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Cambridge City Council

Council finds accommodation for more than 140 rough sleepers during the Covid-19 outbreak

News release from 02/06/2020

SINCE the start of the Covid-19 lockdown, Cambridge City Council and its partners in the community have found safe accommodation for more than 140 people who had been sleeping rough or were at risk of homelessness.

The council and its partners have provided self-isolating accommodation for local rough sleepers. This has included council properties, as well as other properties owned by hoteliers, bed and breakfast providers, colleges and some private landlords.

Each of the rooms provided have given people the opportunity to self-isolate as per the government guidelines, with their own washing facilities.

Throughout the lockdown period food has been provided to the people being accommodated three times a day, alongside other supplies, support for physical, substance misuse and mental health issues, and help to get people back into work or back in touch with their families.

There have recently been reports in the press about whether government will be providing full financial assistance to councils for their work in providing emergency accommodation. The council is awaiting clarification, but in the meantime, it has confirmed to all residents concerned that it will continue to support them in their current accommodation no matter what the government decides, while working with them to help them move into more permanent accommodation as soon as possible.

The council has been working with organisations supporting rough sleepers to develop support and longer-term rehousing plans for all those in accommodation and a number of people have already been successfully moved on. The council is looking at a broad range of housing options across the public, private and voluntary sectors and is working with Cambridgeshire County Council and the Ministry for Housing, Communities and Local Government to ensure that people have the support they need when moving on.

Sadly, a small minority who were found accommodation have chosen not to remain in it. Many of the rough sleepers the council works with have significant physical and mental health challenges, or long-standing addiction problems. Nobody can be compelled to accept or remain in accommodation offered to them, with some people who are used to being part of a street-based community finding it very difficult to remain in accommodation off the streets.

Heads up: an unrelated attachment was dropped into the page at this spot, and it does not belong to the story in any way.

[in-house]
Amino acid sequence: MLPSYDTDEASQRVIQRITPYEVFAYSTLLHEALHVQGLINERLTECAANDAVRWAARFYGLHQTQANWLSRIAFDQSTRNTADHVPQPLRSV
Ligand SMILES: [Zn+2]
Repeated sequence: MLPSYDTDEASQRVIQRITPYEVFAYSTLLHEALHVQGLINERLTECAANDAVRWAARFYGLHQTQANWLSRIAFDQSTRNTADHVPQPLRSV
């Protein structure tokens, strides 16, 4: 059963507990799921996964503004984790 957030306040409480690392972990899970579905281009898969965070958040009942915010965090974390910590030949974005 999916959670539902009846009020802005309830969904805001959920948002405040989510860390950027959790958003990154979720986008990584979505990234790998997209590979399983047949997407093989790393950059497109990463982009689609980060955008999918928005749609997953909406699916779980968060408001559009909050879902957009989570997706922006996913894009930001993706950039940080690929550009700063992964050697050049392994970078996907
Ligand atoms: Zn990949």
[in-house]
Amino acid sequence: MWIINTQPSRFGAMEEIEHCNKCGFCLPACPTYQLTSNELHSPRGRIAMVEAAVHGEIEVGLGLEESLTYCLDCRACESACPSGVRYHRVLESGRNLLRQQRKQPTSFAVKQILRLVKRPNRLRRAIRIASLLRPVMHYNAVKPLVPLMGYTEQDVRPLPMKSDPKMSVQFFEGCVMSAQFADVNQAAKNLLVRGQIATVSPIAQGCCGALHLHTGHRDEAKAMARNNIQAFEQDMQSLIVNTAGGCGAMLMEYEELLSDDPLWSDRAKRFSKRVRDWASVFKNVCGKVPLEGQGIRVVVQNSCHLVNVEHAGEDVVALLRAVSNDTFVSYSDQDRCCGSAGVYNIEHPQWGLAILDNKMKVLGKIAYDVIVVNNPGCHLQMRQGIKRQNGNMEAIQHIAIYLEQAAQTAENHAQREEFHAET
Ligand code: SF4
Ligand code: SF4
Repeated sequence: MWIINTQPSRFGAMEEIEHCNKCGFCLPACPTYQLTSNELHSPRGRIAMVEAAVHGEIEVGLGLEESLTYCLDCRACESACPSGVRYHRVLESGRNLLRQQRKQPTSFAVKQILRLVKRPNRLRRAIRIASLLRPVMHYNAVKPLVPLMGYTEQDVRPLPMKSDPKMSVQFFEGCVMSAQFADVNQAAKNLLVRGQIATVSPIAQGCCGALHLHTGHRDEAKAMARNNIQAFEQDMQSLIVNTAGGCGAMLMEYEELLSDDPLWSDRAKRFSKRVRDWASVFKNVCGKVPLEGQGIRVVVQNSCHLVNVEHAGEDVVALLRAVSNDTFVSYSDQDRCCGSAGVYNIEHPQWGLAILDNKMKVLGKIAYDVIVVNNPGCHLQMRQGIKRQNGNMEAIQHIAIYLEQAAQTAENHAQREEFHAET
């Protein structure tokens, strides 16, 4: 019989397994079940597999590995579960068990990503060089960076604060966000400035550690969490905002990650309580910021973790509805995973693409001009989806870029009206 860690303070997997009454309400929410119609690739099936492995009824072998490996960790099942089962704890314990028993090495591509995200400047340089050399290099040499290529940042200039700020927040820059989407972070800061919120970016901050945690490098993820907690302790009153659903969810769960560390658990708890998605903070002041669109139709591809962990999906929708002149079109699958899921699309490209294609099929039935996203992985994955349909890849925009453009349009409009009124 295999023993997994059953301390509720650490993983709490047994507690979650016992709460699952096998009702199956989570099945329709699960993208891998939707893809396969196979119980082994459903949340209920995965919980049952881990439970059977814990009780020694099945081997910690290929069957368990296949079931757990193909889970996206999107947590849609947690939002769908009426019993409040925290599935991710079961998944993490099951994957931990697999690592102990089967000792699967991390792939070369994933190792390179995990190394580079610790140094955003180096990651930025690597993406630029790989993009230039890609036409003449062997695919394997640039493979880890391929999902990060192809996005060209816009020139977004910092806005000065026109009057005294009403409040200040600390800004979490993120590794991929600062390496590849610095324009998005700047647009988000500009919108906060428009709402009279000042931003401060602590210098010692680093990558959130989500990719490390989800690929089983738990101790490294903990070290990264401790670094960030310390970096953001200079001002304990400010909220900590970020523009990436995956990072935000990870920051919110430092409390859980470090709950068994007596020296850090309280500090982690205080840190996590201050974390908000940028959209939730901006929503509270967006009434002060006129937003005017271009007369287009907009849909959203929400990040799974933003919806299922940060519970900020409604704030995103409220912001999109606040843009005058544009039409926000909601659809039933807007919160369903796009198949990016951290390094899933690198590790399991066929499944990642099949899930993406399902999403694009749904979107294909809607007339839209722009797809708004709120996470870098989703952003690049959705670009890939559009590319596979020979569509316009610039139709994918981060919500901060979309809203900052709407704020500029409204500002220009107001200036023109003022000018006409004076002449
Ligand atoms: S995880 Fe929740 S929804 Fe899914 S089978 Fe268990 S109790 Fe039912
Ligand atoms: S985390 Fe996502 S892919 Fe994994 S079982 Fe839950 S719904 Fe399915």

This has meant that a few people who behaved dangerously in their accommodation have had to be moved to other accommodation.

In a very small number of cases the council has had to take the difficult decision not to offer further accommodation at this time to people who have twice been evicted for dangerous behaviour. However, individuals in this situation will still be helped to find the appropriate support and longer-term accommodation they need.

Services on the streets for rough sleepers are continuing to operate, but in a way that ensures safe distancing and on a scale that reflects that most rough sleepers are now in accommodation.

The council continues to work closely with these services to ensure any people still sleeping rough are kept safe by offering the routes to housing and support that they need. Anyone concerned about somebody they think may be sleeping rough at this time can notify the council via the website or by phoning Streetlink on 0300 500 0914.

In the meantime, the council’s broader Housing Advice services continue. If any resident is threatened with homelessness during the current period, they can contact the council on 01223 457918.

Cllr Richard Johnson, Executive Councillor for Housing said: “The effort to find accommodation for everyone who needs it, and to keep people safe there, has involved a huge joint effort by public bodies, charities, faith groups and volunteers across Cambridge and I’d like to thank everyone who has been involved in any way.

“Our next aim is to ensure that all of the vulnerable people we have been working with over recent weeks are able to move on with their lives and find a solution to their housing situation, and ongoing support with any health or personal issues that they may have.”